How Small Businesses Can Fight Rising Costs
When you’re running a growing business, every dollar counts. Every dollar saved is another dollar that can be put back into your business to bring in more customers and increase revenue. When your operating costs increase, you’ll need to find ways to cut out unnecessary expenses.
Use these tips to help learn how to cut costs in small business ownership.
Upgrade Your Equipment
As the old adage goes, sometimes you have to spend money to make money. Upgrading your business equipment may be expensive in the short term. However, upgraded equipment helps your business run more efficiently. Let’s say your company sells printed goods and promotional items. Your equipment is outdated, so it runs slower than modern machines. It takes twice as long to produce one order, so you can’t take on as many projects. By spending the money to upgrade the equipment, you can speed up production times and increase revenues.
Upgrading equipment doesn’t have to deplete your savings – securing a small business loan as well as equipment financing and leasing can help you pay for new equipment over time. Get the new or gently used equipment your business needs without losing all your cash reserves.
Get Smart with Your Office Space
To run a more efficient business while cutting costs, consider enlisting the help of new technology. Accounting software, for example, easily manages your business expenses and revenue without cluttering your office or risking an expensive mistake due to misfiled paperwork.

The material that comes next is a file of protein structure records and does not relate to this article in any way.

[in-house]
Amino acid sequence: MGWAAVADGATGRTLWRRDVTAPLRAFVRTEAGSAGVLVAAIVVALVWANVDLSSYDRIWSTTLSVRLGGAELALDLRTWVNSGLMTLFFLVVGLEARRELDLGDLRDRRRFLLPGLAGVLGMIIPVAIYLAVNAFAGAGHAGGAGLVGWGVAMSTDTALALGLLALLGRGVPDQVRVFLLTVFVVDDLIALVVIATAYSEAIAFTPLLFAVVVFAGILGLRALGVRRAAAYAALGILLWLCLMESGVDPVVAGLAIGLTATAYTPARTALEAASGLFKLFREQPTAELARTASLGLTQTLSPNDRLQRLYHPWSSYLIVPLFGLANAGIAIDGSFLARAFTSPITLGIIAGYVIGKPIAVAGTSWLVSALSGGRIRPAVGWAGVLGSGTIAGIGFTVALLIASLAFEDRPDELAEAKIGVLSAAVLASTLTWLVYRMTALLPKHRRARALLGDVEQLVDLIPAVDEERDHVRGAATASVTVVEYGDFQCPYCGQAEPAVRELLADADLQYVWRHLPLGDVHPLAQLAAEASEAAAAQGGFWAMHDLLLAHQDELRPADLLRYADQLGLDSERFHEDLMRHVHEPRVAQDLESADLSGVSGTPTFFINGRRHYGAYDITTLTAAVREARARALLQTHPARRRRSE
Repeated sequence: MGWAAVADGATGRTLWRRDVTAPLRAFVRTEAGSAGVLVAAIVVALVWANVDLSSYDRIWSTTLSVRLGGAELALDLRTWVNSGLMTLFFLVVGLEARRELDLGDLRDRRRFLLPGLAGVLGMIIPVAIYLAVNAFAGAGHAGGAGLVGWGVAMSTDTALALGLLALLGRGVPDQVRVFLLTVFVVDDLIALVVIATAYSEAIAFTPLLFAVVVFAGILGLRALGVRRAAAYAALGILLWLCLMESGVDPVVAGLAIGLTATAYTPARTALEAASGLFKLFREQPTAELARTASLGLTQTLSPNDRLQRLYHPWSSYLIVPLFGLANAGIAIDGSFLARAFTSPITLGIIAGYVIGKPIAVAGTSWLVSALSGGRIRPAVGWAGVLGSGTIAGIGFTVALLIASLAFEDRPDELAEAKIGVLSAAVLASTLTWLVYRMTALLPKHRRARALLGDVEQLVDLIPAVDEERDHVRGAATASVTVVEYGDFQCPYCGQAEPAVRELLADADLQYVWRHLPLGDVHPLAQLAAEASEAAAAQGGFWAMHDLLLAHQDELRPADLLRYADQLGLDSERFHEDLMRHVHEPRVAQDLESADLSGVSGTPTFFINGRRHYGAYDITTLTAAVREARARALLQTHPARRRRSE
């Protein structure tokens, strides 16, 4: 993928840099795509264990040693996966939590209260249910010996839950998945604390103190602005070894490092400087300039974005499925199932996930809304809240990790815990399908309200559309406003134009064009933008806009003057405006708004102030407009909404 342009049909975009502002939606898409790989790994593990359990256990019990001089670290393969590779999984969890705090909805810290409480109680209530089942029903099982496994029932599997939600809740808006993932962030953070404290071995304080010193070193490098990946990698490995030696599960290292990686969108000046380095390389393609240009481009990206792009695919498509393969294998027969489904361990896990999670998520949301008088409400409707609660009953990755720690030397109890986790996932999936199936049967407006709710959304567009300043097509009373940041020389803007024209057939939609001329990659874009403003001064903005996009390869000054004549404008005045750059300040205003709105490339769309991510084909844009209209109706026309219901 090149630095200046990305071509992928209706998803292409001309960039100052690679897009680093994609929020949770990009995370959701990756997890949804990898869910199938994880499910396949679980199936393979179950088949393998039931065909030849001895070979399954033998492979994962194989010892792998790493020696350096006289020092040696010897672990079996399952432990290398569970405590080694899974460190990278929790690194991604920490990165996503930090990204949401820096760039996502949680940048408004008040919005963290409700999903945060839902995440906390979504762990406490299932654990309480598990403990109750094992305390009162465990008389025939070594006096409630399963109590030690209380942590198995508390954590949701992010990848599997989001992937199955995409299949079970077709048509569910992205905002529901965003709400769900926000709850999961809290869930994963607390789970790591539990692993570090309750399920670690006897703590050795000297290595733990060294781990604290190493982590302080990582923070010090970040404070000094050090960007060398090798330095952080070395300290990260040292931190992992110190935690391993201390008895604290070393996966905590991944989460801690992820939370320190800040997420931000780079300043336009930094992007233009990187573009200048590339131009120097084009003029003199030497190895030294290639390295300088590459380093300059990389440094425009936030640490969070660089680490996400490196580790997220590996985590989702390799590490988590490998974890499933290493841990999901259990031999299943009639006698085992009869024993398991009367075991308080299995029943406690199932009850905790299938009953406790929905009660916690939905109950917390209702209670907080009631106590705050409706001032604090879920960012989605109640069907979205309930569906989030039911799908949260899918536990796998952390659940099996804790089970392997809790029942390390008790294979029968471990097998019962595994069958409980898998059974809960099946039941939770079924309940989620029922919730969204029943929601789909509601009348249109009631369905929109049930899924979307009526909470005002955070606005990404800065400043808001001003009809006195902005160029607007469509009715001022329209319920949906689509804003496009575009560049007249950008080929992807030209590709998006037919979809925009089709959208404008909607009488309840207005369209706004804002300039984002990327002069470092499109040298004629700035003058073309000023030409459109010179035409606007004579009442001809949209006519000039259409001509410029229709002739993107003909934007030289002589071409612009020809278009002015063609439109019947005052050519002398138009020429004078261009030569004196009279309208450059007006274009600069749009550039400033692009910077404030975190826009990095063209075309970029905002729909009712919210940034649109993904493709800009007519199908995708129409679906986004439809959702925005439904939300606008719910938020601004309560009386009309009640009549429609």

Technology can also help you save money on your office overhead. Smart thermostats are a great way to reduce the cost of heating and cooling your office space. You can program the thermostat to run more efficiently when you’re not in the office – if normal business hours are 9-5, program an automatic shut-off at 5 PM. Save energy by automating your lighting, as well, with smart plugs and lightbulbs. You’ll reduce utility costs without having to remember to turn down the thermostat or turn off all the lights in the office.
Go Digital and Reduce Paper Use
Reducing paper usage is an easy option when you’re deciding how to cut costs in small business operations. You’ll help the environment as well. The easiest place to start is by going digital with business processes. Invoices can be sent via email instead of through the mail, reducing paper waste and saving you money on printing costs, mailing supplies and postage. Cut down on printing costs further by switching to cloud-based storage for documents, which allow you to digitally file your business records.
You can continue to reduce your paper use throughout the office. Set printers to automatically print double-sided instead of one-sided. Keep a paper recycling bin next to the printer and reuse waste paper to take notes. You can also ask business contacts to reduce the amount of paper mail sent to your office.
Try Hand Delivery
Packaging and shipping your goods or client packages can be expensive. You can reduce your costs by delivering packages to clients when it’s feasible. You probably won’t be able to do this all the time, but taking a package across town when you’re running errands helps cut costs.